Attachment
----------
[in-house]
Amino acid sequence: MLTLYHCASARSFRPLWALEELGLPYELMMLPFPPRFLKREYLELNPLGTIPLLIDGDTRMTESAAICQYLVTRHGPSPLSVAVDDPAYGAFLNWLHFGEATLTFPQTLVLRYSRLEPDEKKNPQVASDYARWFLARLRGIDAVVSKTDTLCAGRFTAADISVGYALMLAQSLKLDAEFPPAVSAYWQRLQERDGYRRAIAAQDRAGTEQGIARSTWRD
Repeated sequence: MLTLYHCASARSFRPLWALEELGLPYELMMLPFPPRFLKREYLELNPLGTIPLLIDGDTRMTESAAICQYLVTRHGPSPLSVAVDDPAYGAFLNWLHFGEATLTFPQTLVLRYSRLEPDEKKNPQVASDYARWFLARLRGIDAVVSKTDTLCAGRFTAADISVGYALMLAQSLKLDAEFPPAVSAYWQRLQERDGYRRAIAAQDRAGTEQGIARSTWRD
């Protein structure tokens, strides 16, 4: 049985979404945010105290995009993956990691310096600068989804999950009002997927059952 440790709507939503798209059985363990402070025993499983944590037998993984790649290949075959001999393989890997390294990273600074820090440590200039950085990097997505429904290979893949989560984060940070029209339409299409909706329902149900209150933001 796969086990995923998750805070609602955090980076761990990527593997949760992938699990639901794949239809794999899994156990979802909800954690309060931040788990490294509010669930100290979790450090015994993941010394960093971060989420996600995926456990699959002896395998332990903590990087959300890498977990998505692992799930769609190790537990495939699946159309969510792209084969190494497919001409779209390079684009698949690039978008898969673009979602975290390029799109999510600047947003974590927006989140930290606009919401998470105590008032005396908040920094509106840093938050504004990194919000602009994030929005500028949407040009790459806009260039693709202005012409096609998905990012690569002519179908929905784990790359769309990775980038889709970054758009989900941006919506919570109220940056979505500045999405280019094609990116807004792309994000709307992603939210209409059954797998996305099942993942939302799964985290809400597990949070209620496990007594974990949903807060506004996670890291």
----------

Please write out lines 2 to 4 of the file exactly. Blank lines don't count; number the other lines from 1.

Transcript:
Amino acid sequence: MLTLYHCASARSFRPLWALEELGLPYELMMLPFPPRFLKREYLELNPLGTIPLLIDGDTRMTESAAICQYLVTRHGPSPLSVAVDDPAYGAFLNWLHFGEATLTFPQTLVLRYSRLEPDEKKNPQVASDYARWFLARLRGIDAVVSKTDTLCAGRFTAADISVGYALMLAQSLKLDAEFPPAVSAYWQRLQERDGYRRAIAAQDRAGTEQGIARSTWRD
Repeated sequence: MLTLYHCASARSFRPLWALEELGLPYELMMLPFPPRFLKREYLELNPLGTIPLLIDGDTRMTESAAICQYLVTRHGPSPLSVAVDDPAYGAFLNWLHFGEATLTFPQTLVLRYSRLEPDEKKNPQVASDYARWFLARLRGIDAVVSKTDTLCAGRFTAADISVGYALMLAQSLKLDAEFPPAVSAYWQRLQERDGYRRAIAAQDRAGTEQGIARSTWRD
């Protein structure tokens, strides 16, 4: 049985979404945010105290995009993956990691310096600068989804999950009002997927059952 440790709507939503798209059985363990402070025993499983944590037998993984790649290949075959001999393989890997390294990273600074820090440590200039950085990097997505429904290979893949989560984060940070029209339409299409909706329902149900209150933001 796969086990995923998750805070609602955090980076761990990527593997949760992938699990639901794949239809794999899994156990979802909800954690309060931040788990490294509010669930100290979790450090015994993941010394960093971060989420996600995926456990699959002896395998332990903590990087959300890498977990998505692992799930769609190790537990495939699946159309969510792209084969190494497919001409779209390079684009698949690039978008898969673009979602975290390029799109999510600047947003974590927006989140930290606009919401998470105590008032005396908040920094509106840093938050504004990194919000602009994030929005500028949407040009790459806009260039693709202005012409096609998905990012690569002519179908929905784990790359769309990775980038889709970054758009989900941006919506919570109220940056979505500045999405280019094609990116807004792309994000709307992603939210209409059954797998996305099942993942939302799964985290809400597990949070209620496990007594974990949903807060506004996670890291």